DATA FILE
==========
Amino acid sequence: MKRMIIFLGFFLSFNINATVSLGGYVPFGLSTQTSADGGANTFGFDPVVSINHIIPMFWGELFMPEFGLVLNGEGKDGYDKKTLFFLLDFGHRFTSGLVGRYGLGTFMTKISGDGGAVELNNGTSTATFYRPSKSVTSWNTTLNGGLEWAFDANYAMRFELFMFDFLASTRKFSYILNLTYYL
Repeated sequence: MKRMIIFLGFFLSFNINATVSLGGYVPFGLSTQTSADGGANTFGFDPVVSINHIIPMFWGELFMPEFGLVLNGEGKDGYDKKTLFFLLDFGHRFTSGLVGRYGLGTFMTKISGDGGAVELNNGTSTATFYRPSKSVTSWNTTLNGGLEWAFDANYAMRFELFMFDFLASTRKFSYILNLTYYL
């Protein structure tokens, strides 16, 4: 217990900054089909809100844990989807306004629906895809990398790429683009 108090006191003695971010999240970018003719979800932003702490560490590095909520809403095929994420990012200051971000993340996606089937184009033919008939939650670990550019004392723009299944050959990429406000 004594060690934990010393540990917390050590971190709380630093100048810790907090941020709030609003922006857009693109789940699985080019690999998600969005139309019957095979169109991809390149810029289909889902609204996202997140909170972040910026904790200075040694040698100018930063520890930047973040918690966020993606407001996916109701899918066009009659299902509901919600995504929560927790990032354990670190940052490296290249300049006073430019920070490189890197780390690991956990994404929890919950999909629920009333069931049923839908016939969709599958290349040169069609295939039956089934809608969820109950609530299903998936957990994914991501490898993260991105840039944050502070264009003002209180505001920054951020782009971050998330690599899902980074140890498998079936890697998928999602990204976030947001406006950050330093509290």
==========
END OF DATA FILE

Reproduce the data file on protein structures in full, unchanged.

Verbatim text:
Amino acid sequence: MKRMIIFLGFFLSFNINATVSLGGYVPFGLSTQTSADGGANTFGFDPVVSINHIIPMFWGELFMPEFGLVLNGEGKDGYDKKTLFFLLDFGHRFTSGLVGRYGLGTFMTKISGDGGAVELNNGTSTATFYRPSKSVTSWNTTLNGGLEWAFDANYAMRFELFMFDFLASTRKFSYILNLTYYL
Repeated sequence: MKRMIIFLGFFLSFNINATVSLGGYVPFGLSTQTSADGGANTFGFDPVVSINHIIPMFWGELFMPEFGLVLNGEGKDGYDKKTLFFLLDFGHRFTSGLVGRYGLGTFMTKISGDGGAVELNNGTSTATFYRPSKSVTSWNTTLNGGLEWAFDANYAMRFELFMFDFLASTRKFSYILNLTYYL
């Protein structure tokens, strides 16, 4: 217990900054089909809100844990989807306004629906895809990398790429683009 108090006191003695971010999240970018003719979800932003702490560490590095909520809403095929994420990012200051971000993340996606089937184009033919008939939650670990550019004392723009299944050959990429406000 004594060690934990010393540990917390050590971190709380630093100048810790907090941020709030609003922006857009693109789940699985080019690999998600969005139309019957095979169109991809390149810029289909889902609204996202997140909170972040910026904790200075040694040698100018930063520890930047973040918690966020993606407001996916109701899918066009009659299902509901919600995504929560927790990032354990670190940052490296290249300049006073430019920070490189890197780390690991956990994404929890919950999909629920009333069931049923839908016939969709599958290349040169069609295939039956089934809608969820109950609530299903998936957990994914991501490898993260991105840039944050502070264009003002209180505001920054951020782009971050998330690599899902980074140890498998079936890697998928999602990204976030947001406006950050330093509290």